Every race so far has been the race of my life. The best races are run in negative splits, and while that particular ideal is not something I always achieve, 2012 was a year where I ran ‘negative splits’ of sorts. I was faster in the second half of the year, than I ever was in the first.
Since my last post, I’ve run two races, and they were my two best ever. I ran the Detroit Free Press Half Marathon in 1:52:50. I ran the 5k at the Detroit Fifth Third Turkey Trot in 24:15. A few months later, I have to look those numbers up every time I try to recall them to assure myself that I didn’t make them up.
I would say that the times speak for themselves, but they most certainly don’t. While the 1:52:50 at Detroit was a PR by over 5 minutes, that sound bite doesn’t tell the story of the race. From start to finish, each of those races was a triumph, a day that felt like the best of my life.
Detroit was a blazing fast race on a perfect race day. I ran over the Ambassador Bridge as the sun rose over Windsor, and I was cheered on by strangers, as these things always are. Returning through the tunnel, I tucked my trusty saucony running beanie into the back of my running tights, out of which it fell, never to be seen again. After the race, Stephanie and I drank cold beer out of a cooler on the roof of a parking garage, swapping stories, offering congratulations, and extending sympathies with near strangers. I honestly couldn’t have been happier if I’d won the race. That camaraderie among runners is something that has snuck up on me, but I’m glad I’ve witnessed first hand now.
The 24:15 in the turkey trot, is almost a miracle. If you’ve ever run in a Turkey Trot in a big city, you know what I mean. With a field of over 20,000 runners, it would seem impossible to make any kind of PR attempt. But because I wanted to run the Turkey Trot (Steph and I both ran it that morning!) and I wanted to get an under 25 minute 5k, I made it work. Lining up in the first corral, surrounded by teenagers, by rail thin runners, by excited track teams from local schools, I felt alien. That was the right place to be though, within a few seconds from the front of the pack, because of how many people estimated wrong, or were just excited, but not determined. The first mile of the race was a melee. Moments from the start me and an exuberant passer exchanged flailing arms. Not long after that I had a ‘crossing ‘ runner step directly into my path and I had to push him with two hands to keep from crashing into him headlong.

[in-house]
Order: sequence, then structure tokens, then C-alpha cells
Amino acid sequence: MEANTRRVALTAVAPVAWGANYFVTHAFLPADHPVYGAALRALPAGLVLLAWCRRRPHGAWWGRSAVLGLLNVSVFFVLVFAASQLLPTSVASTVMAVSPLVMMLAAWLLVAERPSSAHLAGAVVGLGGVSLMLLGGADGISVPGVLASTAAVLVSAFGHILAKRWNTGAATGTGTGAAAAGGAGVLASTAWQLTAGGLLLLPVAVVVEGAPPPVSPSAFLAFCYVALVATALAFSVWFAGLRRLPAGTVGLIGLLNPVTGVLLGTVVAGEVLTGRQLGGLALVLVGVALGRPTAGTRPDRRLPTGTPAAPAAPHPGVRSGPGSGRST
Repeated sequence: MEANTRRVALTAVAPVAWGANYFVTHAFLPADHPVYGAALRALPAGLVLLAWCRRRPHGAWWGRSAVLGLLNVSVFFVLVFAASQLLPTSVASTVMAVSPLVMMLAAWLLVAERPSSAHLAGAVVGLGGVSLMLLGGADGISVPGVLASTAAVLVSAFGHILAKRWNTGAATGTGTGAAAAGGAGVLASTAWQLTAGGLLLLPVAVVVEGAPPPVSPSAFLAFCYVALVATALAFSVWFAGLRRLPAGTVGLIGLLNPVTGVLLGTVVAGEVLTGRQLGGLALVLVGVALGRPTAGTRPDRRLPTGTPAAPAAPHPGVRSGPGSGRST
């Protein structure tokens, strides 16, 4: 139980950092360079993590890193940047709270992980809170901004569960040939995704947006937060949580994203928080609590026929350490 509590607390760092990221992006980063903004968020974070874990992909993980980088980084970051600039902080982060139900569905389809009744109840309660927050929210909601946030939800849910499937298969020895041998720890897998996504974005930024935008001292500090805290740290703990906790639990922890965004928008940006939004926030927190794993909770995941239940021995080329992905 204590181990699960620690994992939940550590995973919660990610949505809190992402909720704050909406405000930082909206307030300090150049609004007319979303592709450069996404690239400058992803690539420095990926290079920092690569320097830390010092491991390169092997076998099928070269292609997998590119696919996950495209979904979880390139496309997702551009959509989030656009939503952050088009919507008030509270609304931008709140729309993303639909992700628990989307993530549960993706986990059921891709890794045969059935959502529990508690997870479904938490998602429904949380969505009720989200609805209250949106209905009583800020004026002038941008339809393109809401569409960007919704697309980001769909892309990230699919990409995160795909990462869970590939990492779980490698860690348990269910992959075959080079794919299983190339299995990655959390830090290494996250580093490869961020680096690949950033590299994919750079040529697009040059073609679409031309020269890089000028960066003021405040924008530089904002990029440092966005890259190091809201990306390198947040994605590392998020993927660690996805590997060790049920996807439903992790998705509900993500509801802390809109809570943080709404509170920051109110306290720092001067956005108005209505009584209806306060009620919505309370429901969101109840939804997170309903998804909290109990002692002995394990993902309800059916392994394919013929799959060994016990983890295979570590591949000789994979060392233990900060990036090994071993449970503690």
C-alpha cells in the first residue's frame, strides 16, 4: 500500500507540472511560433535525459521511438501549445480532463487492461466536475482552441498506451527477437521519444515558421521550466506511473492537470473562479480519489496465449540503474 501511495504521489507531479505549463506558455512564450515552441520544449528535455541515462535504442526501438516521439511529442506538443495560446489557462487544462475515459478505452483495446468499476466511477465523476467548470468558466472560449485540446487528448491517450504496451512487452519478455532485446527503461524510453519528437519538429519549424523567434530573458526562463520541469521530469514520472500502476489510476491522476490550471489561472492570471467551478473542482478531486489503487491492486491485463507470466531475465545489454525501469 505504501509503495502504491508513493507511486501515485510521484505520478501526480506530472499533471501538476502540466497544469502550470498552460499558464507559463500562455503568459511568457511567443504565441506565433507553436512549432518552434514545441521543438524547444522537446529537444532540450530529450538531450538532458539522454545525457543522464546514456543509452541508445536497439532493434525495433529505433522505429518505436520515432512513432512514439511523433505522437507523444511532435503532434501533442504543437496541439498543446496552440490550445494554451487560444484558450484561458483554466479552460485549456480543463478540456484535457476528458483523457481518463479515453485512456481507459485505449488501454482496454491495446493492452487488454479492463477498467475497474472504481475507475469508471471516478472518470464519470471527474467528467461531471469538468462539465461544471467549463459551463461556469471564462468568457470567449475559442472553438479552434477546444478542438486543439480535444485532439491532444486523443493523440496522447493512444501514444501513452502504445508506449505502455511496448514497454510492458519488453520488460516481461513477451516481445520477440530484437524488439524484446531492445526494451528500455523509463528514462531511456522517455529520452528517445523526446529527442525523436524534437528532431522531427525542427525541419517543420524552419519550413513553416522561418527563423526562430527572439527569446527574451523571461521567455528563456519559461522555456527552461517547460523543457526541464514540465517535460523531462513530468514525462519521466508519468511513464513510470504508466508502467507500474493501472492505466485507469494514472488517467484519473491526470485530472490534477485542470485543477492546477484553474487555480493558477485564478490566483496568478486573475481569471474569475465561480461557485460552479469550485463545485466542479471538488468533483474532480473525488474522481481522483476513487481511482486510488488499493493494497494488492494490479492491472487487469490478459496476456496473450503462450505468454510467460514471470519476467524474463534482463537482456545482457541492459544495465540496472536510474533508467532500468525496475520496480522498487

But soon it opened up, and redlining my heartrate the whole way, I finished in that sweet sounding time. 24:15… under 25 minutes, with no room for doubt.
When I ran the “Run for the Detroit Zoo” two years ago, I proudly printed out and brought in a copy of the race result, and hung it on my wall. I circled my name in red, 4 places from the bottom of my age group, and wrote in large letters “NOT DEAD LAST!!!” which felt like a triumph at the time. Now, just a couple years later, out of the entire 5k field of over 11,000 runners, only 363 finished before me. In my age group, I was 19th place.
Every race I have run has been even more gratifying than the ones that have come before. I am almost sick with joy when I think about how lucky I am to have found so much self-affirming success with running. I know the improvements will taper off with time, I don’t think that the joy will.
There are times, especially lately, that I grapple with the stress of life, the constant distractions of keeping my head above water in a complex and competitive world. Running changes that for me. Perhaps the above reads like a comparison; like I’m looking to win. Please don’t misinterpret it that way. Instead just see that I am overwhelmed with the gifts that my body is giving me.